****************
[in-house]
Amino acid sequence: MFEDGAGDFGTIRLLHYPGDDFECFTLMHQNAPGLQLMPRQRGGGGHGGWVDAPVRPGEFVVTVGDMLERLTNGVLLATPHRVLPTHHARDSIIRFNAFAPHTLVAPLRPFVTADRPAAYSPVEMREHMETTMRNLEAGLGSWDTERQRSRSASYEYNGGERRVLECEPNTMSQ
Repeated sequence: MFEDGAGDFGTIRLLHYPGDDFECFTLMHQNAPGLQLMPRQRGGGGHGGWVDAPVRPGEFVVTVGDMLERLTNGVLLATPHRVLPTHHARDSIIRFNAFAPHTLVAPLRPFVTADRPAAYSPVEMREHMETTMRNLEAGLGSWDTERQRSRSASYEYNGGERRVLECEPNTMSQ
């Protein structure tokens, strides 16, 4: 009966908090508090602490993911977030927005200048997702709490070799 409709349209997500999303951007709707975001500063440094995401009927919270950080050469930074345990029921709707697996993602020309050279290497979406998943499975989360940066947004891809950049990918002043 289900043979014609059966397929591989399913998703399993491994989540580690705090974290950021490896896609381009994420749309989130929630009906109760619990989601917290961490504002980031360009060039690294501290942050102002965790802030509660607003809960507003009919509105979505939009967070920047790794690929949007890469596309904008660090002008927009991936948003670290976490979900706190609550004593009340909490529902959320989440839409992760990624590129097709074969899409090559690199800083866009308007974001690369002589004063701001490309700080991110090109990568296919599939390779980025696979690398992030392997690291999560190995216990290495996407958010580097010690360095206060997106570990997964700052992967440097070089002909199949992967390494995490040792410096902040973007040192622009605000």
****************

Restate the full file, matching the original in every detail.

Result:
[in-house]
Amino acid sequence: MFEDGAGDFGTIRLLHYPGDDFECFTLMHQNAPGLQLMPRQRGGGGHGGWVDAPVRPGEFVVTVGDMLERLTNGVLLATPHRVLPTHHARDSIIRFNAFAPHTLVAPLRPFVTADRPAAYSPVEMREHMETTMRNLEAGLGSWDTERQRSRSASYEYNGGERRVLECEPNTMSQ
Repeated sequence: MFEDGAGDFGTIRLLHYPGDDFECFTLMHQNAPGLQLMPRQRGGGGHGGWVDAPVRPGEFVVTVGDMLERLTNGVLLATPHRVLPTHHARDSIIRFNAFAPHTLVAPLRPFVTADRPAAYSPVEMREHMETTMRNLEAGLGSWDTERQRSRSASYEYNGGERRVLECEPNTMSQ
């Protein structure tokens, strides 16, 4: 009966908090508090602490993911977030927005200048997702709490070799 409709349209997500999303951007709707975001500063440094995401009927919270950080050469930074345990029921709707697996993602020309050279290497979406998943499975989360940066947004891809950049990918002043 289900043979014609059966397929591989399913998703399993491994989540580690705090974290950021490896896609381009994420749309989130929630009906109760619990989601917290961490504002980031360009060039690294501290942050102002965790802030509660607003809960507003009919509105979505939009967070920047790794690929949007890469596309904008660090002008927009991936948003670290976490979900706190609550004593009340909490529902959320989440839409992760990624590129097709074969899409090559690199800083866009308007974001690369002589004063701001490309700080991110090109990568296919599939390779980025696979690398992030392997690291999560190995216990290495996407958010580097010690360095206060997106570990997964700052992967440097070089002909199949992967390494995490040792410096902040973007040192622009605000």